Hearing from readers. My dream has always been to touch readers’ hearts through my stories with the message of God’s love for them. I love to hear how readers have related to the story.

Reflecting back, what do you see as most significant to your publication journey?
Blowing a disk in my back. It slowed me down enormously. I am highly task-oriented. In addition to homeschooling my kids, I’d been doing major construction projects around the house, as well as, a wide variety of hobbies. Once my back went I couldn’t do a lot of what I’d been doing, and my energy levels plummeted due to the pain. Thankfully, sitting wasn’t too uncomfortable. I’d always dreamed of writing, had even taken a correspondence course after my first child was born. My new physical limitations gave me “permission” let those other projects go and immerse myself in writing. It really was a blessing in disguise.

Who is your writing support system?
Over the years, the Lord has blessed me with a wonderful array of mentors and critique partners who taught and encouraged me, and online loops that answer my questions and prayed me through some difficult times this past year. My family is also very supportive. My eldest daughter designed my website and accompanied me to my first writers’ conference so I wouldn’t have to go alone. My son joined me for my second conference. Ironically, my youngest daughter, who at nineteen already has many nationally published articles and awards to her credit, has yet to accompany me! But she understands me, and we’ll often lament our frustrations or celebrate our victories together. I’ve also been blessed with a wonderful accountability partner, Patti Jo Moore, who is super-encouraging and upholds me in prayer. One of my dearest critique partners, Kate Weichelt, passed away last fall and I miss her terribly. Shades of Truth is dedicated to her memory.

What do you do when you're not writing?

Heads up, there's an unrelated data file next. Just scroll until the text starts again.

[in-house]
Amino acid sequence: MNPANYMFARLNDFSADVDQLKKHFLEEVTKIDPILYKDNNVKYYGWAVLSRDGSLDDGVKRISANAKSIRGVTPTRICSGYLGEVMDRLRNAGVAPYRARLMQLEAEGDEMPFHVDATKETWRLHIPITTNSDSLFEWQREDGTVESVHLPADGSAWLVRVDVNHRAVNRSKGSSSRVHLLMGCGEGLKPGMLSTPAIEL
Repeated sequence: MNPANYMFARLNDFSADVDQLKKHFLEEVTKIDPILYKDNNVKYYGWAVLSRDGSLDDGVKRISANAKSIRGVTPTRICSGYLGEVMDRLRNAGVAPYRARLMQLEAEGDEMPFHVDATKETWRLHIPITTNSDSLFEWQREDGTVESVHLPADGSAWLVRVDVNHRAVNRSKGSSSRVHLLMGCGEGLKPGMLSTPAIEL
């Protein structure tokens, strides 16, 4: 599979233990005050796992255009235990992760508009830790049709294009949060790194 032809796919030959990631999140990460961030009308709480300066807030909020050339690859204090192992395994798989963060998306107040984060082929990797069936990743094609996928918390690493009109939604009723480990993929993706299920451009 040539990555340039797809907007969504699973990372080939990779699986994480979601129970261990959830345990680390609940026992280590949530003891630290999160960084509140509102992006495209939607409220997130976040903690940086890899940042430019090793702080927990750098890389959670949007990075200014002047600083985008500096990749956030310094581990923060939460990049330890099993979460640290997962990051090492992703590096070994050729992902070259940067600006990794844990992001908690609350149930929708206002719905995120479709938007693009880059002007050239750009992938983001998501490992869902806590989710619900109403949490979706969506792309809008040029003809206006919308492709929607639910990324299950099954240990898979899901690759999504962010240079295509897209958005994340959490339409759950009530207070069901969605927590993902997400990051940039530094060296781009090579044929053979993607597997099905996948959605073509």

Well, there’s always those never-ending household chores. But for fun I enjoy hanging out with my family, especially my new grandbaby, reading, and spending time in God’s beautiful creation with my far-too-energetic husky.

Share a verse or Scripture passage with us that is special to you.
One that became dear to me while writing Shades of Truth, in which the hero can’t forgive himself for a past action, is 2 Corinthians 5:18-19a “All this is from God, who reconciled us to himself through Christ and gave us the ministry of reconciliation: that God was reconciling the world to himself in Christ, not counting men’s sins against them.”

What trivia about yourself would few people know?
Hmm, few would know that I competed in orienteering events as a teen, including the Ontario Summer Games, as well as the provincial, national, and North American championships, winning several silver and gold medals. Orienteering is a combination of cross-country running and using a map and compass to locate controls in the woods.

Any parting words?
Thank you for having me as your guest today. For my fellow sojourners on this crazy writing journey, remember what Winston Churchill said, "Success is not final, failure is not fatal: it is the courage to continue that counts." And enjoy the journey!

Thanks for sharing with us, Sandra!